Time to end ger­ry­man­der­ing

Los Angeles Times - - OPINION - Er­ry­man­der­ing

G— the prac­tice of draw­ing district lines in a way that gives one po­lit­i­cal party dis­pro­por­tion­ate power in Congress or a state leg­is­la­ture — is a time-dis­hon­ored prac­tice in Amer­i­can pol­i­tics. The term dates from the early 19th cen­tury. But with the ad­vent of so­phis­ti­cated com­puter pro­grams, it has be­come in­creas­ingly easy for a party that con­trols a state leg­is­la­ture to ex­ag­ger­ate its in­flu­ence not only in that body but in its del­e­ga­tion in the U.S. House of Rep­re­sen­ta­tives (un­less a state fol­lows Cal­i­for­nia’s lead and en­trusts re­dis­trict­ing to a cit­i­zens’ com­mis­sion or some other group of non­politi­cians).

In 1986, the Supreme Court said that par­ti­san ger­ry­man­der­ing could be chal­lenged as a vi­o­la­tion of the 14th Amend­ment’s equal pro­tec­tion clause if it in­volved “in­ten­tional dis­crim­i­na­tion against an iden­ti­fi­able po­lit­i­cal group and an ac­tual dis­crim­i­na­tory ef­fect on that group.” But the court in that case didn’t find such a vi­o­la­tion and has never agreed on a clear stan­dard for in­val­i­dat­ing par­ti­san ger­ry­man­ders. That has left those in power — some­times Repub­li­cans and some­times Democrats — free to re­draw lines to their own ad­van­tage.

That may be chang­ing, and it is about time. On Mon­day, the jus­tices agreed to hear a con­sti­tu­tional chal­lenge to a map for the Wisconsin Assem­bly drawn by Repub­li­cans in 2011. A di­vided three-judge fed­eral court had found that the map “sys­tem­at­i­cally di­lutes the vot­ing strength of Demo­cratic vot­ers statewide.” For ex­am­ple, the court noted, in 2014, the Repub­li­can Party re­ceived only 52% of the two-party statewide vote share yet won 63% of the Assem­bly seats.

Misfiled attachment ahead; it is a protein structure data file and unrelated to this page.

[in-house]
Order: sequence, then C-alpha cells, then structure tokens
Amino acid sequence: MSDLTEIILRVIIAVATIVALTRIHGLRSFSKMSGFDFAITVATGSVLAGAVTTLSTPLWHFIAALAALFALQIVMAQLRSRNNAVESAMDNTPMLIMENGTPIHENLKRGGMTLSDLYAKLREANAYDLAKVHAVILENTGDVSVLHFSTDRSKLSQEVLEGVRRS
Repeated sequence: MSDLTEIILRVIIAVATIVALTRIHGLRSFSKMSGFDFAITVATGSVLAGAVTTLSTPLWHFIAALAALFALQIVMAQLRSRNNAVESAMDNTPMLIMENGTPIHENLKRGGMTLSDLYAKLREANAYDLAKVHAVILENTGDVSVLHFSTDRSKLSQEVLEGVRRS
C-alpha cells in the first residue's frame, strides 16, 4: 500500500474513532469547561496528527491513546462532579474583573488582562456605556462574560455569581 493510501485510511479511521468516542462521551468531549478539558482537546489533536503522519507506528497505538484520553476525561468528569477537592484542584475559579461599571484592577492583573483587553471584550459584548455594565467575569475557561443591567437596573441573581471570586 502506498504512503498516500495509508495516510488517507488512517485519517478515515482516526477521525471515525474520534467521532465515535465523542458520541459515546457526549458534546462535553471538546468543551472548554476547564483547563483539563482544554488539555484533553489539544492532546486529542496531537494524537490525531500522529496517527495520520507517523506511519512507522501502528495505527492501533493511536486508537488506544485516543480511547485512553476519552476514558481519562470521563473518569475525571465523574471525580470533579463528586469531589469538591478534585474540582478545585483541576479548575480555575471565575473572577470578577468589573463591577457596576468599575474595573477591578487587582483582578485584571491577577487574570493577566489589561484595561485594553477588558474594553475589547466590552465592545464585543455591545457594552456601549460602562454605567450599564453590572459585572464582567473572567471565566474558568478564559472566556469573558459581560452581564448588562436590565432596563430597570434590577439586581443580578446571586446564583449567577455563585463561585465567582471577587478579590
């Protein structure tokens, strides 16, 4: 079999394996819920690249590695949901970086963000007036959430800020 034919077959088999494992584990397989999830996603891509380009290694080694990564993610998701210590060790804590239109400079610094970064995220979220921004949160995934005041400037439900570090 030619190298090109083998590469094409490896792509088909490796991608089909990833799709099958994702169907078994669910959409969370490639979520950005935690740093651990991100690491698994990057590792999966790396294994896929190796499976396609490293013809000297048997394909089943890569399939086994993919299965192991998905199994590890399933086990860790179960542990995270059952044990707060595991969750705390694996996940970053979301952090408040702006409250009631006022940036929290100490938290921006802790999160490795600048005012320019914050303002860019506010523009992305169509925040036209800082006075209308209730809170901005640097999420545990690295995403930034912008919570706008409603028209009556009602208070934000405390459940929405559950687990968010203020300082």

The chal­lenge for the Supreme Court now is to ar­tic­u­late a stan­dard for de­ter­min­ing when “pol­i­tics as usual” is actually a con­sti­tu­tional vi­o­la­tion — and which part of the Con­sti­tu­tion is be­ing vi­o­lated.

In a 2004 case, Jus­tice An­thony Kennedy sug­gested that in­stead of fo­cus­ing on the equal pro­tec­tion clause in con­sid­er­ing ger­ry­man­der­ing, courts should per­haps stress “the 1st Amend­ment in­ter­est of not bur­den­ing or pe­nal­iz­ing cit­i­zens be­cause of their par­tic­i­pa­tion in the elec­toral process, their vot­ing his­tory, their as­so­ci­a­tion with a po­lit­i­cal party, or their ex­pres­sion of po­lit­i­cal views.”

In its opin­ion strik­ing down the Wisconsin map, the lower court in­voked the 1st Amend­ment and the 14th Amend­ment’s equal pro­tec­tion for­mula in defin­ing an un­con­sti­tu­tional par­ti­san ger­ry­man­der. It said the con­sti­tu­tion has been vi­o­lated if the new dis­tricts are “in­tended to to place a se­vere im­ped­i­ment on the ef­fec­tive­ness of the votes of in­di­vid­ual cit­i­zens on the ba­sis of their po­lit­i­cal af­fil­i­a­tion,” “has that ef­fect” and “can­not be jus­ti­fied on other, le­git­i­mate leg­isla­tive grounds.”

The Supreme Court may de­vise a bet­ter test. But the day of reck­on­ing for par­ti­san ger­ry­man­der­ing is long past due.

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